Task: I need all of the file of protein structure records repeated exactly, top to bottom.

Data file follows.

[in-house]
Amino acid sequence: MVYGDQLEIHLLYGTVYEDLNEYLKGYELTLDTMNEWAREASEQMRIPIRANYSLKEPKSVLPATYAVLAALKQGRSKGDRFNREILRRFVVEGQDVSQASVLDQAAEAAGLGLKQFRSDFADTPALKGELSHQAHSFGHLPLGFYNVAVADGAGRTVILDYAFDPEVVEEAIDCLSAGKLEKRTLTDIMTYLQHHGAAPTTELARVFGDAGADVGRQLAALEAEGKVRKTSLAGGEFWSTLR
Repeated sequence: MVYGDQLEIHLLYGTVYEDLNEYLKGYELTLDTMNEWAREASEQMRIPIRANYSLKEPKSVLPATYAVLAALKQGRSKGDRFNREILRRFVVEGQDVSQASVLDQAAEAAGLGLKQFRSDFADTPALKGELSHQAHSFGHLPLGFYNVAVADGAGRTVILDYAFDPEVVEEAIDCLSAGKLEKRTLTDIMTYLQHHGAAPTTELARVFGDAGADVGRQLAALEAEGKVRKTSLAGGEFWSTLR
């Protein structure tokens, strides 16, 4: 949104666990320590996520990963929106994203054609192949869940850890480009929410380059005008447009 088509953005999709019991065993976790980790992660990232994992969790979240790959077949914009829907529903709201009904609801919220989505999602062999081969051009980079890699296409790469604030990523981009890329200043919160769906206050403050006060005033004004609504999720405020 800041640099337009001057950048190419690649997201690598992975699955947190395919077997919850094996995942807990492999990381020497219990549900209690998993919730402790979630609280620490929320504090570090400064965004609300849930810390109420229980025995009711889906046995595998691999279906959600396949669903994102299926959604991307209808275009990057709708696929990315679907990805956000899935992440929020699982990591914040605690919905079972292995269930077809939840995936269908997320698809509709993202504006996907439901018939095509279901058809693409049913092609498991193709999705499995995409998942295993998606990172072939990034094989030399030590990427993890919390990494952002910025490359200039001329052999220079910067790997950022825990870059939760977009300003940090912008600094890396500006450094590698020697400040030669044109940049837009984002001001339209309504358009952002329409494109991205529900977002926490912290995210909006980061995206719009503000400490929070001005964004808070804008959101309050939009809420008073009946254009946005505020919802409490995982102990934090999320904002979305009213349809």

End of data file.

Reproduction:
[in-house]
Amino acid sequence: MVYGDQLEIHLLYGTVYEDLNEYLKGYELTLDTMNEWAREASEQMRIPIRANYSLKEPKSVLPATYAVLAALKQGRSKGDRFNREILRRFVVEGQDVSQASVLDQAAEAAGLGLKQFRSDFADTPALKGELSHQAHSFGHLPLGFYNVAVADGAGRTVILDYAFDPEVVEEAIDCLSAGKLEKRTLTDIMTYLQHHGAAPTTELARVFGDAGADVGRQLAALEAEGKVRKTSLAGGEFWSTLR
Repeated sequence: MVYGDQLEIHLLYGTVYEDLNEYLKGYELTLDTMNEWAREASEQMRIPIRANYSLKEPKSVLPATYAVLAALKQGRSKGDRFNREILRRFVVEGQDVSQASVLDQAAEAAGLGLKQFRSDFADTPALKGELSHQAHSFGHLPLGFYNVAVADGAGRTVILDYAFDPEVVEEAIDCLSAGKLEKRTLTDIMTYLQHHGAAPTTELARVFGDAGADVGRQLAALEAEGKVRKTSLAGGEFWSTLR
């Protein structure tokens, strides 16, 4: 949104666990320590996520990963929106994203054609192949869940850890480009929410380059005008447009 088509953005999709019991065993976790980790992660990232994992969790979240790959077949914009829907529903709201009904609801919220989505999602062999081969051009980079890699296409790469604030990523981009890329200043919160769906206050403050006060005033004004609504999720405020 800041640099337009001057950048190419690649997201690598992975699955947190395919077997919850094996995942807990492999990381020497219990549900209690998993919730402790979630609280620490929320504090570090400064965004609300849930810390109420229980025995009711889906046995595998691999279906959600396949669903994102299926959604991307209808275009990057709708696929990315679907990805956000899935992440929020699982990591914040605690919905079972292995269930077809939840995936269908997320698809509709993202504006996907439901018939095509279901058809693409049913092609498991193709999705499995995409998942295993998606990172072939990034094989030399030590990427993890919390990494952002910025490359200039001329052999220079910067790997950022825990870059939760977009300003940090912008600094890396500006450094590698020697400040030669044109940049837009984002001001339209309504358009952002329409494109991205529900977002926490912290995210909006980061995206719009503000400490929070001005964004808070804008959101309050939009809420008073009946254009946005505020919802409490995982102990934090999320904002979305009213349809």